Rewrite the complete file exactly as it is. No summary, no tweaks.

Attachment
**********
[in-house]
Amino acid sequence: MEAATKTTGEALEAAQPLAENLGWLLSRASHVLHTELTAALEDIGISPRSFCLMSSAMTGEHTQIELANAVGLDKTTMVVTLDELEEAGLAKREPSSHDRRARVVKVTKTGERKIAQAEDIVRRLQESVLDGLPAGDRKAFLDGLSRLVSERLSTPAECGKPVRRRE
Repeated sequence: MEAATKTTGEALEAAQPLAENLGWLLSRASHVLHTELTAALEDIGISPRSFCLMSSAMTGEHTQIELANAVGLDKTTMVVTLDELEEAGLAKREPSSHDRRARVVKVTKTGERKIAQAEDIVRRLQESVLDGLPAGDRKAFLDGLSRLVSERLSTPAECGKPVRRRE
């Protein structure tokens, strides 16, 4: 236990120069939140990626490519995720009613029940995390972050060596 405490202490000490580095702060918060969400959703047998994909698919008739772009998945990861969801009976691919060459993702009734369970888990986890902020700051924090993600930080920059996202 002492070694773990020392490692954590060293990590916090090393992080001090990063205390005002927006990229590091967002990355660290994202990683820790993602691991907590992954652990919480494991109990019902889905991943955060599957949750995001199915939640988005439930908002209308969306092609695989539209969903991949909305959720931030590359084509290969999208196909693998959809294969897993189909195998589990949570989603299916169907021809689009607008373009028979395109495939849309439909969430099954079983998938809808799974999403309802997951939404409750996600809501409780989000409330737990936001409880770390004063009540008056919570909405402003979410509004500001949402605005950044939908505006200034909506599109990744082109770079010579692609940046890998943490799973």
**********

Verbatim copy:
[in-house]
Amino acid sequence: MEAATKTTGEALEAAQPLAENLGWLLSRASHVLHTELTAALEDIGISPRSFCLMSSAMTGEHTQIELANAVGLDKTTMVVTLDELEEAGLAKREPSSHDRRARVVKVTKTGERKIAQAEDIVRRLQESVLDGLPAGDRKAFLDGLSRLVSERLSTPAECGKPVRRRE
Repeated sequence: MEAATKTTGEALEAAQPLAENLGWLLSRASHVLHTELTAALEDIGISPRSFCLMSSAMTGEHTQIELANAVGLDKTTMVVTLDELEEAGLAKREPSSHDRRARVVKVTKTGERKIAQAEDIVRRLQESVLDGLPAGDRKAFLDGLSRLVSERLSTPAECGKPVRRRE
């Protein structure tokens, strides 16, 4: 236990120069939140990626490519995720009613029940995390972050060596 405490202490000490580095702060918060969400959703047998994909698919008739772009998945990861969801009976691919060459993702009734369970888990986890902020700051924090993600930080920059996202 002492070694773990020392490692954590060293990590916090090393992080001090990063205390005002927006990229590091967002990355660290994202990683820790993602691991907590992954652990919480494991109990019902889905991943955060599957949750995001199915939640988005439930908002209308969306092609695989539209969903991949909305959720931030590359084509290969999208196909693998959809294969897993189909195998589990949570989603299916169907021809689009607008373009028979395109495939849309439909969430099954079983998938809808799974999403309802997951939404409750996600809501409780989000409330737990936001409880770390004063009540008056919570909405402003979410509004500001949402605005950044939908505006200034909506599109990744082109770079010579692609940046890998943490799973």